In a scare world, organizations don’t have enough volunteers because people are too busy, no one wants to get their hands dirty, and people like other organizations more than yours. In an abundant world, organizations don’t have enough volunteers because they aren’t giving people enough responsibility, aren’t getting them invested enough in their mission, aren’t saying thank you for their work.

Seeing the world as a place of abundance changes everything. How does your non-profit see the world? How do you see the world?
Joe Garecht is the creator of The Fundraising Authority, a free source of fundraising advice and tutorials for non-profits of all sizes.

Sharing Stories

July 11, 2011

Using stories is essential for all development work. Donors connect with stories often more than they connect with anything else. If you have a donor that is not involved as a volunteer, their most powerful connection to your organization will be the stories that you share.

Use stories differently with annual fund donors than with major gifts donors. When you are cultivating $100 gifts and reaching out to a crowd you need to tell lots of stories. Take the time to share lots of different stories that talk from many different perspectives. Use video and pictures to make these stories more meaningful and relevant to your audience. Work with your marketing department when creating annual fund stories so they are polished and persuasive. The most important thing to remember when creating stories for crowd consumption is that you need to be able to have fresh relevant content. This means that you need to have a good pipeline of receiving and publishing new stories.

When you reach out and engage with your major donors your use of stories are going to be different. These stories need to be personal. Because you are talking with these donors individually and often in-person telling someone else’s story has less meaning. It is important that you are able to convey the mission of your organization using stories that have been a part of your experience with the organization. If you do tell someone else’s story, make sure to tell that story from your perspective.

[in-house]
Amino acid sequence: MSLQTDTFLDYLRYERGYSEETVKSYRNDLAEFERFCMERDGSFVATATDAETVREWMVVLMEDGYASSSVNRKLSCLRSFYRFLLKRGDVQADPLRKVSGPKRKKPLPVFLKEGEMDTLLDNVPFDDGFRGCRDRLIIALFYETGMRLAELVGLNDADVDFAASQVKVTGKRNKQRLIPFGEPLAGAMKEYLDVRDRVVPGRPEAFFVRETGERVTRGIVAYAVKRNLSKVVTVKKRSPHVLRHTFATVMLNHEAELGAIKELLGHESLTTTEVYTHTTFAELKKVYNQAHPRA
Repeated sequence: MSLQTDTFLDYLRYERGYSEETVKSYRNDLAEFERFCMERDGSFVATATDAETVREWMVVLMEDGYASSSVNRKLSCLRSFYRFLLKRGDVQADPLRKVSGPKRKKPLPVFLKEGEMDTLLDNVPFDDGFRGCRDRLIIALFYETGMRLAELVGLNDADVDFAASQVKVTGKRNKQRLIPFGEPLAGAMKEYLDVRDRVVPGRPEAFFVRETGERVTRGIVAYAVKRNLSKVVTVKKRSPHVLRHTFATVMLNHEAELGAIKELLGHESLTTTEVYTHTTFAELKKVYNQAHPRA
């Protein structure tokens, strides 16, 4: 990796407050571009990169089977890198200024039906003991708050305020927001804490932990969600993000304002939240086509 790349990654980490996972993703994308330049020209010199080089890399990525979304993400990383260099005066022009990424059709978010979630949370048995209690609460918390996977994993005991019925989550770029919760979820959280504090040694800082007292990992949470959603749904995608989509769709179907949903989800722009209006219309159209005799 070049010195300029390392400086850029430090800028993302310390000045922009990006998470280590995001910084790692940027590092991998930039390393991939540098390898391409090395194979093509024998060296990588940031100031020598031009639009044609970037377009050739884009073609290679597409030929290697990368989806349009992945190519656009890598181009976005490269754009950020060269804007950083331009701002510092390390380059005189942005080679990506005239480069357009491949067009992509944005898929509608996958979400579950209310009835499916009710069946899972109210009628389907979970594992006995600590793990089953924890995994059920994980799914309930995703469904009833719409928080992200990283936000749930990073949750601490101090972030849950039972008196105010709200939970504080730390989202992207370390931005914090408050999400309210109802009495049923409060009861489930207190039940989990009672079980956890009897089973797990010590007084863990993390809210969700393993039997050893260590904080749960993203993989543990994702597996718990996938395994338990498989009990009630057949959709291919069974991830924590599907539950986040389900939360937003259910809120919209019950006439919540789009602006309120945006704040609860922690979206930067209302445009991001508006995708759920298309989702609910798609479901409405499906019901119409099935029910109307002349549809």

Regular Tours

July 5, 2011

The very best way to help people understand and find meaning in the work of your organization is to provide them with first-hand experiences; many of our greatest donors come as a result of volunteering with the organization. Another great way to give people this first-hand experience is to provide them a guided tour of your nonprofit.

Think through various program staff members that have been great advocates for your work. Who is always coming to you with an exciting new story or wants to show off a new idea? Find a few people in your organization who are excited about the work they are doing and ask them if they’d be willing to participate in a regular tour of your organization.

Choose just a couple of areas to highlight and plan on highlighting each of them for 20 minutes or so. Your tour should not last much longer than an hour and a half. Start the tour with some historical context of your organization and an overview of what your nonprofit does. This is a great chance for your chief development officer or one of your target major gifts people to say a few words. The rest of the tour should be given by program staff and program directors. A great way to close a tour is to have a few minutes for an update and Q & A with your CEO or Executive Director.

Set up these tours as a regular monthly occurrence. Let your board members and executive team members know that you are doing this. When you start a tour program you can get a little bit of pushback about a regular commitment. But it will be much more difficult to book everyone’s time if you do not have a regular schedule. It will also be much more difficult to get your board and staff to understand the need to invite their friends. It will take a few months to get them in the habit of inviting their friends and co-workers.